All across the country Americans celebrated Purple Heart Day Wednesday, and Norman residents and veterans were no exception.
Hundreds of veterans and Normanites turned out for the ceremony held at 1 p.m. by the Military Order of the Purple Heart Ch. 902, also known as The Forgot to Duck Club, in the Norman Veterans Center to honor veterans and supporters. The Purple Heart is a combat decoration awarded to members of the armed forces who were wounded or killed in action.
During the ceremony 18 Purple Heart recipients were honored, and some served in the Vietnam War, World War II and Korean War. The recipients included David Hartley, Willie Easton, Gary Monks, Darryl Eaton, William Hatch, James Ohlheiser, Donald Underwood, Monroe Harjo, Dale Kinslow, Arthur Levine, Paul Wilson, Delbert Gullett, Billy Price, Millard Wallace, Lewis Jackson, Charles Norris, Robert Hutchcraft and Paul Hatley.
Monks served in the Vietnam War from 1970-71, and said he is honored to be a Purple Heart recipient.
“I’m so proud of my country and how they have repaid me back,” Monks said. “I would go back and do this again for my country.”
The ceremony began with the presentation of the colors from the Oklahoma National Guard and Susan Porter, volunteer and singer for The Norman Veterans Center sang throughout including the National Anthem and a performance of a song she wrote for her relatives who served titled, “My Stars with Stripes.”
Shane Faulkner, public information officer for the Oklahoma Department of Veterans Affairs led the ceremony and announced the recipients. He began the ceremony mentioning the creation of the badge of military merit in 1782 by General George Washington and the conversion to the Purple Heart in 1932 by General Douglas MacArthur, the first recipient of the modern day Purple Heart.
“While an accurate and complete list of names [of Purple Heart recipients] no longer exists, National Geographic did recently do a study and they estimated nearly 9.1 million Purple Hearts have been awarded since the creation,” Faulker said during the ceremony. “We are more than honored to be surrounded by so many recipients on this special day.”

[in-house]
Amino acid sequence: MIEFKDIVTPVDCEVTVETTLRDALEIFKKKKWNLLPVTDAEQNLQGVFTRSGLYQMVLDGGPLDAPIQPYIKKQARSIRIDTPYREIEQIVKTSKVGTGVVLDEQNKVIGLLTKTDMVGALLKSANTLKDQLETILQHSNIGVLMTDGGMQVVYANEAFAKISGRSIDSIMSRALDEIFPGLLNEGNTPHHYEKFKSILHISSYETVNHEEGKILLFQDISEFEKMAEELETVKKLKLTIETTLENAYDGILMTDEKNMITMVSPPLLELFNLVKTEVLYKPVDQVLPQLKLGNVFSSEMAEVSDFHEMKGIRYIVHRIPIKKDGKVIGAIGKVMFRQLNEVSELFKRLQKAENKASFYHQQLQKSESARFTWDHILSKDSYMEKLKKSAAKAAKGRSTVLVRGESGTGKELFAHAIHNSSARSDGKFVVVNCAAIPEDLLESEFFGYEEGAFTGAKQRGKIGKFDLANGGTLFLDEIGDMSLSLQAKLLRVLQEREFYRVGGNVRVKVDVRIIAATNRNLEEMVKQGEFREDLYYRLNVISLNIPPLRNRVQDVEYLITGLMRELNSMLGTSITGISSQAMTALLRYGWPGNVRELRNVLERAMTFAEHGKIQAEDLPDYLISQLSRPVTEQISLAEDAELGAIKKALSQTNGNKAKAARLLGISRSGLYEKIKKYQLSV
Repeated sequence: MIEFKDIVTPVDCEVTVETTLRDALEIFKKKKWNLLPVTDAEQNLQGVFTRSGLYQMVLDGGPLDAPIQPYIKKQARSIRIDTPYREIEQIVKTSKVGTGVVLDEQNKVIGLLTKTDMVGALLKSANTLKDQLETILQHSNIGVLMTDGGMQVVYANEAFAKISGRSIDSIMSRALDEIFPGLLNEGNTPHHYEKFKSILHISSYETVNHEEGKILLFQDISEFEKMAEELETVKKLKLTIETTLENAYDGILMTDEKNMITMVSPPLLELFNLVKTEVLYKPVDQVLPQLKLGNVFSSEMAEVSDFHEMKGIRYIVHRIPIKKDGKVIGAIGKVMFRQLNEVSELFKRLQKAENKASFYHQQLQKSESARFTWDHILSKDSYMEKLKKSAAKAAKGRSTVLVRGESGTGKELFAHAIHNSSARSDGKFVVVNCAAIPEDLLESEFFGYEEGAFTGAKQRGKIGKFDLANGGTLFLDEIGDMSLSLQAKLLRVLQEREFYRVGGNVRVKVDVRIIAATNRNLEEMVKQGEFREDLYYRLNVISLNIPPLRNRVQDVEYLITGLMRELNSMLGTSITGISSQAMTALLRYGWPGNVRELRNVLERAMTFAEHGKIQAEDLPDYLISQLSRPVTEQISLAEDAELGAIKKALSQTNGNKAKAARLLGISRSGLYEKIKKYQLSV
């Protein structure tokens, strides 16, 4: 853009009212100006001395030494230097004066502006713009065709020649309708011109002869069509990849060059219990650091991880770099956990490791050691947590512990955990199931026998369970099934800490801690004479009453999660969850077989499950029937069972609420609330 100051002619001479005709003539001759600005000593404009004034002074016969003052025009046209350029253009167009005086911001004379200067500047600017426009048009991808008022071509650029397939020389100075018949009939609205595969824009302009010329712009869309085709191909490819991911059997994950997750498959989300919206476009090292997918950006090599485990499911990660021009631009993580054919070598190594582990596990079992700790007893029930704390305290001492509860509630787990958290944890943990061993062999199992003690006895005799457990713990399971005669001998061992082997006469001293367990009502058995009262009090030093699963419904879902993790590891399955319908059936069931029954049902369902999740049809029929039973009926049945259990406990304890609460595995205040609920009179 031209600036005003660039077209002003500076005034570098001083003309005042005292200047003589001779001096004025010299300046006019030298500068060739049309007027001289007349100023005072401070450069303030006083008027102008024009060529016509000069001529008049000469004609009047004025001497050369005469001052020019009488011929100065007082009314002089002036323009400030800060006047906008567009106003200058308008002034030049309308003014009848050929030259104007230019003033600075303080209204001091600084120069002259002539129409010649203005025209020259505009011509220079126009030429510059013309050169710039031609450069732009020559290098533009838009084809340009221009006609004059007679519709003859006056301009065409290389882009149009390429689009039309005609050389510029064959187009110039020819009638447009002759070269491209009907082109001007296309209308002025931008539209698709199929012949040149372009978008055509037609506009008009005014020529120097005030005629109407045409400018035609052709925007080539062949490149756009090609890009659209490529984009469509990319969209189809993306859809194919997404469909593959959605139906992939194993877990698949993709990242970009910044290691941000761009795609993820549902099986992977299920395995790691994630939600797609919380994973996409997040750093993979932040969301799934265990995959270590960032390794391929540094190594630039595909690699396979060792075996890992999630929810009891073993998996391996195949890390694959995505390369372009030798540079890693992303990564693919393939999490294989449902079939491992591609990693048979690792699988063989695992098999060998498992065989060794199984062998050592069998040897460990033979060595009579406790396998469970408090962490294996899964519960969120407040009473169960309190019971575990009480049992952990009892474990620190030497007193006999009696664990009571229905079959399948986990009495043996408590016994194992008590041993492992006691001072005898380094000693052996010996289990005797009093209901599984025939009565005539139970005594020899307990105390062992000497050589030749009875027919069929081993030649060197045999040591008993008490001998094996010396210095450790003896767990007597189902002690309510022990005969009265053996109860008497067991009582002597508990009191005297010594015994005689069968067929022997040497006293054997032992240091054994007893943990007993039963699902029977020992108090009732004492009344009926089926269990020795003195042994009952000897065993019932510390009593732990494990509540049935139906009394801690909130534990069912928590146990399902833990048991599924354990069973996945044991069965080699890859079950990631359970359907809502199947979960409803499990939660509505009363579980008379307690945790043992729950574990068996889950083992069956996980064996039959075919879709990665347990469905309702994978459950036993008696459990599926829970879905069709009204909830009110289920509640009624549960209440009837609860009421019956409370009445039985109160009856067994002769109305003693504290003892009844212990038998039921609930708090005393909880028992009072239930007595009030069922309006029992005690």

The first set of awards went to supporters and leaders of the Veterans Center such as coordinators, founders, cooks and other supporters. Among them were Mitch Reed Angie Greg, Vanessa Morgan, Jeannene Wade, Rob Harrington and Faulkner.
Mitch Reed was recognized with the supporters and leaders as the coordinator for Purple Heart Cities. He has two Purple Hearts from serving in Vietnam from 1968-69, and said he’s honored to be recognized as the coordinator for Purple Heart Cities.
“We love [the celebrations for Purple Heart Day],” Reed said. “It’s something to get out and meet all of our veterans, and that means a lot to us to get out to The Veteran Center and meet our Purple Heart Veterans.”
Wade recognized Jesse Newell, who has been a volunteer at The Norman Veterans Center for three years taking free photos of Veterans Center residents for their families. Newell, who also owns Bird Nest Baby Photography in Shawnee, said she was honored and amazed by the unexpected award, and plans to continue to teach Oklahoma the history of these veterans through her photography.
Several legislators and representatives were also in attendance and were recognized as plank owners alongside supporters of the bill, for the passage of the bill that has made Oklahoma a Purple Heart State. Governor Kevin Stitt signed the bill in May, and signs are going up around Oklahoma’s roads and highways declaring Oklahoma a Purple Heart State.
Faulkner said plank owners is an award given to the christening crew of any ship in the Navy, and since Oklahoma recently became a Purple Heart state this award seemed fitting for those involved. He said soon visitors visiting Oklahoma will see the signs that declare Oklahoma as a Purple Heart state and he couldn’t be more proud of that.
Rep. Tommy Hardin was the House Author for Senator Frank Simpson’s bill and said Oklahoma becoming a Purple Heart State is long overdue, and should’ve been done a long time ago. He said when the bill was signed someone asked Purple Heart veterans how they received their combat decorations, and he said some of them couldn’t put it into words.
“That was real touching to me to see them try to put it into words and couldn’t,” Hardin said. “Even though it’s been years since they’ve been in battle, they still carry those scars.”
The ceremony concluded with the recognition of the 18 Purple Heart recipients, and the 145 Army Sextet performing the service medley where each veteran in attendance stood up during their service song to be recognized.